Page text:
Southern California Gas Company (SoCalGas) detected a major leak Oct. 23 at Aliso Canyon, an underground natural gas storage facility located 30 miles northwest of Los Angeles. The Aliso Canyon storage facility, which has 115 wells, is the second-largest natural gas storage field in the western United States.
The 86 Bcf of working natural gas capacity at Aliso Canyon accounts for two-thirds of SoCalGas’ natural gas storage capacity, according to EIA data. Additionally, Aliso Canyon has the largest daily deliverability of all the storage facilities west of the Rockies, estimated at 1.9 billion cubic feet per day (Bcf/d).
Stopping the leak is proving to be a major engineering challenge. SoCalGas has already employed several strategies to plug the well. The failure of initial efforts to control the leak led to the decision in early December to start drilling a relief well that would intersect the leaking well at a depth of about 8,500 feet and then be used to kill it (in other words, permanently seal the well). As of Jan. 25, the relief well had been drilled to a depth of 8,400 feet, but the drilling rate is expected to slow during the final approach to intersect the leaking well.
SoCalGas has also prioritized natural gas withdrawal from the facility to reduce pressure. In late November, the well was leaking at an estimated rate of 58,000 kilograms of methane per hour (kg/hr); that rate has slowed to about 20,000 kg/hr as of Jan. 26, the latest available data. The Governor’s Office of Emergency Services in California is regularly issuing news about the leak, including the progress of the relief well.
The primary constituent of natural gas is methane, a colorless and odorless gas. Because the leaking natural gas had already been through a processing plant prior to storage, it contains small amounts of the putrid-smelling gas mercaptan, which makes natural gas leaks more easily detectable. Although both the offices of the South Coast Air Quality Management District (SCAQMD) and the California Health Hazard Assessment have described only limited health impacts related to the leak, SoCalGas has paid to relocate thousands of residents near the storage site after complaints of headaches, nosebleeds and nausea.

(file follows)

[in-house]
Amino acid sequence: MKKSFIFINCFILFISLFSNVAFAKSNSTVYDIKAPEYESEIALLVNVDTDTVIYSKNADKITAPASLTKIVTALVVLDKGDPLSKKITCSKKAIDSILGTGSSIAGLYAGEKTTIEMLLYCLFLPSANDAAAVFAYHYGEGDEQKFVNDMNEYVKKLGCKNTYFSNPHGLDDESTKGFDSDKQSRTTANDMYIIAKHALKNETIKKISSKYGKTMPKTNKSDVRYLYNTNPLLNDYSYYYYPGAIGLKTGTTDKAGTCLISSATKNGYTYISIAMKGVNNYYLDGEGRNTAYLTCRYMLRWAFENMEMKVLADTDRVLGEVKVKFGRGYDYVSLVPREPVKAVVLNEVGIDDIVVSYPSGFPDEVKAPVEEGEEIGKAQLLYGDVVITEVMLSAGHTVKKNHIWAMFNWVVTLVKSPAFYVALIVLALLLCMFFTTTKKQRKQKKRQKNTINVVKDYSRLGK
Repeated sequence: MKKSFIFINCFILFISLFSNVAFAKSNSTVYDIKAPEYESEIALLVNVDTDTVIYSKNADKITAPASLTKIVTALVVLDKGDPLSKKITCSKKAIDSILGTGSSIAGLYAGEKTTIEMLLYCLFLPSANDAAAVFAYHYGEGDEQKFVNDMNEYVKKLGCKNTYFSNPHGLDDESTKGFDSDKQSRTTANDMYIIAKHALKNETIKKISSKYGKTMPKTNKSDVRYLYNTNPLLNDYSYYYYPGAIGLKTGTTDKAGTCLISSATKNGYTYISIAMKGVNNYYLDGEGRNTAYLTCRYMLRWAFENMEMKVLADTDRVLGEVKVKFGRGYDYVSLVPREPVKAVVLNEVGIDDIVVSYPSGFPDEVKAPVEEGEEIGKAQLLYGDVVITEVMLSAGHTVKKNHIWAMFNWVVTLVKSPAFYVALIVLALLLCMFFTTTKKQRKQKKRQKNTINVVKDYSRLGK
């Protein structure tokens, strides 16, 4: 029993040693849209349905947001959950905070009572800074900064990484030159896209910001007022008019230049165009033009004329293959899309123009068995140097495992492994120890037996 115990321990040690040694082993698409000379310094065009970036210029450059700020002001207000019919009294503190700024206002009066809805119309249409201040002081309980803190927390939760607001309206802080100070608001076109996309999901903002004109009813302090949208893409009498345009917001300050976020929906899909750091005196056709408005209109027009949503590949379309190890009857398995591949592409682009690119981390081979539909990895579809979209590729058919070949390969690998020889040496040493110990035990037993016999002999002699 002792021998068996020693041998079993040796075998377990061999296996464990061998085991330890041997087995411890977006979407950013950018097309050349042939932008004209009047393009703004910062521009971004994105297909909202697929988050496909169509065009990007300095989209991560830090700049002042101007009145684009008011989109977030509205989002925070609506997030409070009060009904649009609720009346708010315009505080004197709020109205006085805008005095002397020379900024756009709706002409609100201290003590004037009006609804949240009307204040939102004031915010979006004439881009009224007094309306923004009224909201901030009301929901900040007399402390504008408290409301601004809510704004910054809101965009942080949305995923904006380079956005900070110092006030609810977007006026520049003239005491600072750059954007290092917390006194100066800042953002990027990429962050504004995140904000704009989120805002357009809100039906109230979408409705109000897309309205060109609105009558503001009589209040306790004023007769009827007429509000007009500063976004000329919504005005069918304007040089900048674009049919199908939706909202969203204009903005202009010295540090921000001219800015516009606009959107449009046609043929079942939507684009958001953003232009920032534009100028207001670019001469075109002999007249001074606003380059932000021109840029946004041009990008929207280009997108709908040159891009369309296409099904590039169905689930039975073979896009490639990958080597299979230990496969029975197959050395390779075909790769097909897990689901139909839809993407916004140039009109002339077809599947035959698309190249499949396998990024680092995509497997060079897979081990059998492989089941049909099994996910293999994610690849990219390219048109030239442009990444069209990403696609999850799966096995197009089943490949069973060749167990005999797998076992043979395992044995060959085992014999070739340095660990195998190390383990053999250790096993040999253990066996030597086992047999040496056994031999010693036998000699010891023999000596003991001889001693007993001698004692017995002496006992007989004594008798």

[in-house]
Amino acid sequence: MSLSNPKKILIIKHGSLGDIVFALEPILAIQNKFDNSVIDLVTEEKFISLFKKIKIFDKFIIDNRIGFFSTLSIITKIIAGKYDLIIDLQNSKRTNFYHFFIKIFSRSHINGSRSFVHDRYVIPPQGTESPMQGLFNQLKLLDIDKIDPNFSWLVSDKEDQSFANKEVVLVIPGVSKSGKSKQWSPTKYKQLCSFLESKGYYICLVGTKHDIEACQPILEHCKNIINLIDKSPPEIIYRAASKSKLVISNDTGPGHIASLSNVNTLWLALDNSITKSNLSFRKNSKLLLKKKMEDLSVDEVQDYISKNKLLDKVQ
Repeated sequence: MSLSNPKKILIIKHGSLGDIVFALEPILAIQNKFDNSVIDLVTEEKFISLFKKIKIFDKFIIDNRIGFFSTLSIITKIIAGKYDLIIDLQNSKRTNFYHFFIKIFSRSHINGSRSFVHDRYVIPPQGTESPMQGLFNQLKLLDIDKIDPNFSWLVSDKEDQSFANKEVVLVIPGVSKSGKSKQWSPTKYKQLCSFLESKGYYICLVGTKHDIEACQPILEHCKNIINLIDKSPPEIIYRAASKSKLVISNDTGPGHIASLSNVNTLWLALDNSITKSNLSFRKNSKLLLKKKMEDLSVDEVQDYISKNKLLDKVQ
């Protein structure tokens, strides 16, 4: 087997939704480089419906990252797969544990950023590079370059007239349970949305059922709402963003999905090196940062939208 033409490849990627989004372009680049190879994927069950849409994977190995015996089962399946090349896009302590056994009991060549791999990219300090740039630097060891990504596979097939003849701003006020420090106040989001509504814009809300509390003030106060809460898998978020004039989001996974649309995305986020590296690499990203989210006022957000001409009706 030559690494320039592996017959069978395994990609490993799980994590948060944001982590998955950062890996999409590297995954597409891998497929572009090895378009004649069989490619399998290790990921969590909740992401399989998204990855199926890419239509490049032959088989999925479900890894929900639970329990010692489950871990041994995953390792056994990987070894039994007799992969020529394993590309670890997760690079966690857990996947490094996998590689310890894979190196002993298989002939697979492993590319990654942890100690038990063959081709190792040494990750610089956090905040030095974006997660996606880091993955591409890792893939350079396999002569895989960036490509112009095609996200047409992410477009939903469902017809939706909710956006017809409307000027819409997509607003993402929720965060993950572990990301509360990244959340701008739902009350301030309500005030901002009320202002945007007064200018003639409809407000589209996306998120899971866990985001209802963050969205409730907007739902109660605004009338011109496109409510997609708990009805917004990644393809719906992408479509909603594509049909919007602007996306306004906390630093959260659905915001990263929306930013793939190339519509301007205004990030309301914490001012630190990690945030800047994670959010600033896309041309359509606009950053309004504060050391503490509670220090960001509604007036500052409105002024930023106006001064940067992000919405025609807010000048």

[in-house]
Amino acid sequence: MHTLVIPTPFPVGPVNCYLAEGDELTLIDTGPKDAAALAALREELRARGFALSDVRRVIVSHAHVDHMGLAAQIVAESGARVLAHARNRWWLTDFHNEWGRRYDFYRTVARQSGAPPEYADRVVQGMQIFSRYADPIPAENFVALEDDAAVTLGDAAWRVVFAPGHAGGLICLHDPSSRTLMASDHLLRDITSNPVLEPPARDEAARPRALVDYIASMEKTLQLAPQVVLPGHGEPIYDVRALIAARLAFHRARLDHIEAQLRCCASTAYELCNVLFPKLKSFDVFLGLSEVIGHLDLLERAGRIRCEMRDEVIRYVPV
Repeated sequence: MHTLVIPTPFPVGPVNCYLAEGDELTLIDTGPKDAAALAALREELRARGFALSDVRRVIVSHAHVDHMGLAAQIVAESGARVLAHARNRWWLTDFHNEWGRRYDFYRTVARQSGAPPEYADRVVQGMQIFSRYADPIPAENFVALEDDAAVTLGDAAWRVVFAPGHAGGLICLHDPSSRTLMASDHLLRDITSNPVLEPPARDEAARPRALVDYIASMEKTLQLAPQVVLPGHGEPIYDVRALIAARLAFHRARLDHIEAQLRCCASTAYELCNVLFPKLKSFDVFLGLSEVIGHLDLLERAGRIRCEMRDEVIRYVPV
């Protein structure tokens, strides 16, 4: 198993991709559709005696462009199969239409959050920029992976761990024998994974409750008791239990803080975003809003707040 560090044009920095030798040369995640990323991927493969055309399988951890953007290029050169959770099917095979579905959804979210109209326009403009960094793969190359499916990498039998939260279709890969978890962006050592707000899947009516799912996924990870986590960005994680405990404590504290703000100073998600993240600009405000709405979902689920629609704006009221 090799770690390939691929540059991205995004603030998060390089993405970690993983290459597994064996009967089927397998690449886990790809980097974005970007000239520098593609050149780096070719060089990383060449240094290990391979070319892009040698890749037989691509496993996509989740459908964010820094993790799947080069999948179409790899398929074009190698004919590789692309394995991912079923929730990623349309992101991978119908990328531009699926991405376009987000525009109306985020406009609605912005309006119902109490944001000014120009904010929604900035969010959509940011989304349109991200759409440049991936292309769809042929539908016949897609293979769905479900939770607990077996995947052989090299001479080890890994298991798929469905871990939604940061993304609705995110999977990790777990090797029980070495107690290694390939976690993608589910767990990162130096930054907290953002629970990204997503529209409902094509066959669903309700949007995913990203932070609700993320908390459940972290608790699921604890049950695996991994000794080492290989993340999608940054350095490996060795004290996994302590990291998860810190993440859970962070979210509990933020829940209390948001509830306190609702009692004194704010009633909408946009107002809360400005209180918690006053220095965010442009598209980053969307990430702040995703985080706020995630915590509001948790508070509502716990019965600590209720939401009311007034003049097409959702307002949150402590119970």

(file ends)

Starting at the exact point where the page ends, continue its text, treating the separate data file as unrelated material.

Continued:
Methane is also a potent greenhouse gas. Methane makes up a relatively small share of total greenhouse gas (GHG) emissions, but it has a global warming potential (GWP) estimated at 28-36 times greater than carbon dioxide (CO2) over 100 years. As of Jan. 26, the California Air Resource Board (CARB) estimated that the site has leaked 5.0 Bcf of natural gas, which is equivalent to 2.8 million metric tons of carbon dioxide, assuming a GWP value of 28.
The U.S. Environmental Protection Agency’s emissions inventory for 2013, the latest available, reports total U.S. GHG emissions of 6,673 million metric tons in CO2-equivalent terms. Global warming potentials are based on the amount of energy certain gases can absorb and how long those gases stay in the atmosphere. CARB and SCAQMD are monitoring methane emissions daily.
The leak at the Aliso Canyon storage facility could also have implications for energy system reliability in the region it serves. Natural gas storage plays a critical role in meeting natural gas demand on peak demand days. For Southern California, storage withdrawals are at their highest level from December through February, but there are also summer days during which natural gas is withdrawn from storage to fuel electricity generation.
While the immediate priority is stopping the leak, energy companies, system operators, and government officials are also interested in the leak’s potential reliability implications during the upcoming periods of high natural gas demand (this summer, next winter), and in identifying possible actions to mitigate any reliability concerns.
It is not yet clear how much storage capacity will be available at the Aliso Canyon facility, and in what timeframe, once the leak is stopped. This level of capacity will depend, in part, on what further actions will be needed to assure the integrity of other wells at the facility, of which roughly one-third are similar in age and design to the leaking well.
Principal contributors: Michael Kopalek, Perry Lindstrom